Last Updated: November 26, 2021

Best Temples in Singapore

Exploring places of worship is an excellent way to embrace the culture and history of a destination. That’s especially true for Singapore. Situated at the tip of the Malay Penisula, the island-state has many fascinating temples to visit.

These colorful, ornate temples are a testament to the harmonious Asian cultures that exist in the Lion City. Take a day away from the parks and beaches in Singapore to visit some of the temples. Be sure to show respect by dressing modestly.

1. Sri Sivan Temple

sri sivan temple

Image courtesy of William Cho, CC BY-SA 2.0, via Wikimedia Commons

Dedicated to Lord Shiva, Sri Sivan is a rare Shiva temple here and one of the most beautiful and well-known Hindu temples in Singapore. Shiva, the god of destruction is the third god in a triumvirate thought by the Hindus to be responsible for the creation, upkeep, and destruction of the world. Hundreds visit the octagonal temple with its mix of North and South Indian styles on a daily basis. Visit this rare temple at 24 Geylang East Ave 2, Singapore.

2. Buddha Tooth Relic Temple & Museum

buddha tooth relic temple and museum

Completed as recently as 2007, this temple and museum reflect a history that is centuries old. Located in Singapore’s Chinatown, its visually stunning architecture is influenced by the Chinese Tang dynasty. The tooth of Buddha, considered a holy relic, is housed here making it one of the must-see Buddist temples in Singapore. The building also houses a museum with beautiful related artworks and a bookstore. Find it at 288 South Bridge Road, Singapore.

3. Sri Mariamman Temple

sri mariamman temple

Built in 1827, the Sri Mariamman Temple is Singapore’s oldest Hindu temple. The temple is dedicated to the goddess Mariamman who was thought to be the protector from illness and disease. It also houses the shrine of the goddess Draupadi as well as figurines of Lord Shiva, Lord Rama, Lord Ganesha, Murugan, and the goddess Durga. The entrance tower is adorned with carvings of deities from Hindu mythology. See this temple at 244 South Bridge Rd in Singapore’s Chinatown.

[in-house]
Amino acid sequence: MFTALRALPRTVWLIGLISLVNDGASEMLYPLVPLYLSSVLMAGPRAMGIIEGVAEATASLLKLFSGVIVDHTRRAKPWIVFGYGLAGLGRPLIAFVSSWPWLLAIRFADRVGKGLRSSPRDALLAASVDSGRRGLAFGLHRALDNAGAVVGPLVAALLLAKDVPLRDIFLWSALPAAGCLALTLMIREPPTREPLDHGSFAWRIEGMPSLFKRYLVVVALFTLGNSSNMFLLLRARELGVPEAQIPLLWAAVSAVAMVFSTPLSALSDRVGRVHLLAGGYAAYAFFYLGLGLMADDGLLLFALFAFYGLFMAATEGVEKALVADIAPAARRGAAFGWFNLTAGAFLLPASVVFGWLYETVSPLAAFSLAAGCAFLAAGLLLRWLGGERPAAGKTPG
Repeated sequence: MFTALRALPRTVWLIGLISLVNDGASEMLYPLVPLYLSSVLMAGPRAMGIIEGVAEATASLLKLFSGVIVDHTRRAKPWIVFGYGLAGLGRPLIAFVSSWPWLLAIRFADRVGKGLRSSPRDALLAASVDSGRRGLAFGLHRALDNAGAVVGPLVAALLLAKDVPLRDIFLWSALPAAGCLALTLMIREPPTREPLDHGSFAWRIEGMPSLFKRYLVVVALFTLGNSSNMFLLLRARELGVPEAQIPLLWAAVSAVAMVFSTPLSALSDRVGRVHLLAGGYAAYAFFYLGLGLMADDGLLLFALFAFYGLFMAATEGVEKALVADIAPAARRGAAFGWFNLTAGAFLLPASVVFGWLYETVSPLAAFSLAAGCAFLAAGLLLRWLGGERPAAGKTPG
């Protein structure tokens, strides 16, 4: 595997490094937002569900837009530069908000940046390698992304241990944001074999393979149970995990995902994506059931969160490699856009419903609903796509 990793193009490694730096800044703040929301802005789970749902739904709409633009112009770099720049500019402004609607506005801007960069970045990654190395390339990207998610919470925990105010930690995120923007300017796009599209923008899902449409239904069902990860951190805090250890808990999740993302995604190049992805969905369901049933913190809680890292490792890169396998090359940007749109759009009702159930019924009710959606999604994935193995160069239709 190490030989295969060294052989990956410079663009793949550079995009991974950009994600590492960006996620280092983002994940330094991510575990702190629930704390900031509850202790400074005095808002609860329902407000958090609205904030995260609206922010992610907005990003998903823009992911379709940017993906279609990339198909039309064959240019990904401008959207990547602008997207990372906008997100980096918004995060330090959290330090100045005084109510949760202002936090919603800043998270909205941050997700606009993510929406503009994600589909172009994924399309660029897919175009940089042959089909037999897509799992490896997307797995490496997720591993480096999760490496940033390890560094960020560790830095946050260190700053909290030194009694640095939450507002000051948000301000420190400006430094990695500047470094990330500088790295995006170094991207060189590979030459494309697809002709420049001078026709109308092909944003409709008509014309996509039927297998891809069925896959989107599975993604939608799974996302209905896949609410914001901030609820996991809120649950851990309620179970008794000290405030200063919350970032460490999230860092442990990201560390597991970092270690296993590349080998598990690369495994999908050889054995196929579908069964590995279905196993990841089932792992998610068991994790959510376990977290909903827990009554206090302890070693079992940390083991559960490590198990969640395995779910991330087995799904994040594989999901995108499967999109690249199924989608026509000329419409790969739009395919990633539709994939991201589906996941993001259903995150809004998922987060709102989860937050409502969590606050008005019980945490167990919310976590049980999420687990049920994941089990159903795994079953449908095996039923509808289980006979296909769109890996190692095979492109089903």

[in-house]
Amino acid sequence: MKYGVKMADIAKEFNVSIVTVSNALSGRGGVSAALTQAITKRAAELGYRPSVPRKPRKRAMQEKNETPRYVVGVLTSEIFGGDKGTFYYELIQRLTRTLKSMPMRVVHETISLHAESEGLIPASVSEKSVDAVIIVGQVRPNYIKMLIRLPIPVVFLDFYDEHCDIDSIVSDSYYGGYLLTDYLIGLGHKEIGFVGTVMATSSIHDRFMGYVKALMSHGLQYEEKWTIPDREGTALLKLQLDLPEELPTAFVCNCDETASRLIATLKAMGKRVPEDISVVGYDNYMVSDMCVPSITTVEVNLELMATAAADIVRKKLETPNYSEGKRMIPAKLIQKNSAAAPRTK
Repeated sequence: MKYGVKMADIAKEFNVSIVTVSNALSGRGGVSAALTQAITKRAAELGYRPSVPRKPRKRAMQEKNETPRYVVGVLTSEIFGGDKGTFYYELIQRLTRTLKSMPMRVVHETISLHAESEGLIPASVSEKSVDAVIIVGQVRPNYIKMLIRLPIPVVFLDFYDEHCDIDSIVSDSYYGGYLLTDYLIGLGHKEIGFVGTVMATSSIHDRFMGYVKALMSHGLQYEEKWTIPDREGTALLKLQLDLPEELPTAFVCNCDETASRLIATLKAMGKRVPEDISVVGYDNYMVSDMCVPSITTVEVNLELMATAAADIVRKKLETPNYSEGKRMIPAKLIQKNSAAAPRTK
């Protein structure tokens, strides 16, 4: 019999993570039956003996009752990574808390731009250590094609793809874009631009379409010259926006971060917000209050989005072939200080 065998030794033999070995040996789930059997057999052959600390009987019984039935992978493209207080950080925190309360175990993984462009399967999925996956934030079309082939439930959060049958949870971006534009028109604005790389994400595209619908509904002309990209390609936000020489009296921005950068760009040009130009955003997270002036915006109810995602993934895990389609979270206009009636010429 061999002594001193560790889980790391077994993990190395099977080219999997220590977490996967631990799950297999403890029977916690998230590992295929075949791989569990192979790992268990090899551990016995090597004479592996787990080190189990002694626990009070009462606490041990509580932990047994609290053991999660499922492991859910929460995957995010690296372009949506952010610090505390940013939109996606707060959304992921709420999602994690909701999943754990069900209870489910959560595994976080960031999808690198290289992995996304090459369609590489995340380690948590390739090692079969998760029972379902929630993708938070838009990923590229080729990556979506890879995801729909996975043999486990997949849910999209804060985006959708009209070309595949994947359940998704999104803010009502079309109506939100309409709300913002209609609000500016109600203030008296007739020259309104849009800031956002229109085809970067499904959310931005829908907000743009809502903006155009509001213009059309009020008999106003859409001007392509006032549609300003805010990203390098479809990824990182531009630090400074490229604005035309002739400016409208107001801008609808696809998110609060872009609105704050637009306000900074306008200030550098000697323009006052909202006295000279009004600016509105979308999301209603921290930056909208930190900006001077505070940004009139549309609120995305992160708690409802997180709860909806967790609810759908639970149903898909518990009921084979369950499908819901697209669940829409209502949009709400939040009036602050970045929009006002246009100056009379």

4. Thian Hock Keng Temple

One of the oldest and most important Hokkien temples in Singapore Chinatown, the name Thain Hock Keng translates to the Palace of Heavenly Happiness. Dating back to 1839, it was built to worship the Chinese sea goddess Mazu and serve as a place for the Hokkien immigrants and seafarers to give thanks for a safe passage to Singapore. Architectural marvels include intricate sculptures of dragons and other traditional Chinese elements. Visit this temple at 158 Telok Ayer St.

5. Bright Hill Temple

One of Singapore’s largest temples, Bright Hill is a sprawling modern building covering 12 hectares. It features many grand halls, shrines, and Chinese statues. There is also a serene garden, a huge turtle pool, and a crematorium on the grounds. Keep in mind that many funerals and cremations are held here on a daily basis. Dress respectfully and visit this temple at 88 Bright Hill Road.

6. Leong San See Temple

Located across the street from a Thai Buddhist temple, this Taoist temple was built to worship Guanyin, the Chinese goddess of mercy. Childless couples often come here to pray for her blessing. Featuring bold reds and yellows, it resembles a Chinese palace. Located at 371 Race Course Road, this temple is within walking distance from the Farrer Park MRT station.

7. Temple of 1,000 Lights (Sakyamuni Buddha Gaya Temple)

Established in 1927 by the Thai monk Vuthisara, the Sakyamuni Buddha Gaya Temple features a 15-meter-high Buddha statue surrounded by a myriad of lightbulbs. This is why it’s often called the Temple of 1,000 lights. The Buddha statue is seated inside among many other smaller images. It’s also close to the Farrer Park MRT station at 366 Race Course Road.

8. Sri Thandayuthapani Temple

Sri Thandayuthapani temple

Image courtesy of Ted McGrath via Flickr

The Sri Thandayuthapani Temple, sometimes called the Chettiar Hindu Temple, is the focal point for the popular Navarathiri Festival. Held in October, the Hindu “Nine Lights” is a celebration of the goddesses Dhurga, Saraswathi, and Lakshmi. The celebration lasts for nine days and features joyous worship, dancing, and music. The temple was constructed in the South Indian style on a former temple site from the 1850s. See this temple at 15 Tank Rd.

9. Siong Lim Temple

This temple was built in 1908 to commemorate the birth and death of Buddha. Now a national monument in Singapore, it has an elaborately decorated gateway leading to a courtyard that is only accessible by a bridge. Inside the temple are a carved Buddha imported from Thailand alongside enormous incense burners. A monastery, rock garden, and another smaller temple are also located on the grounds at 184E Jalan Toa Payoh.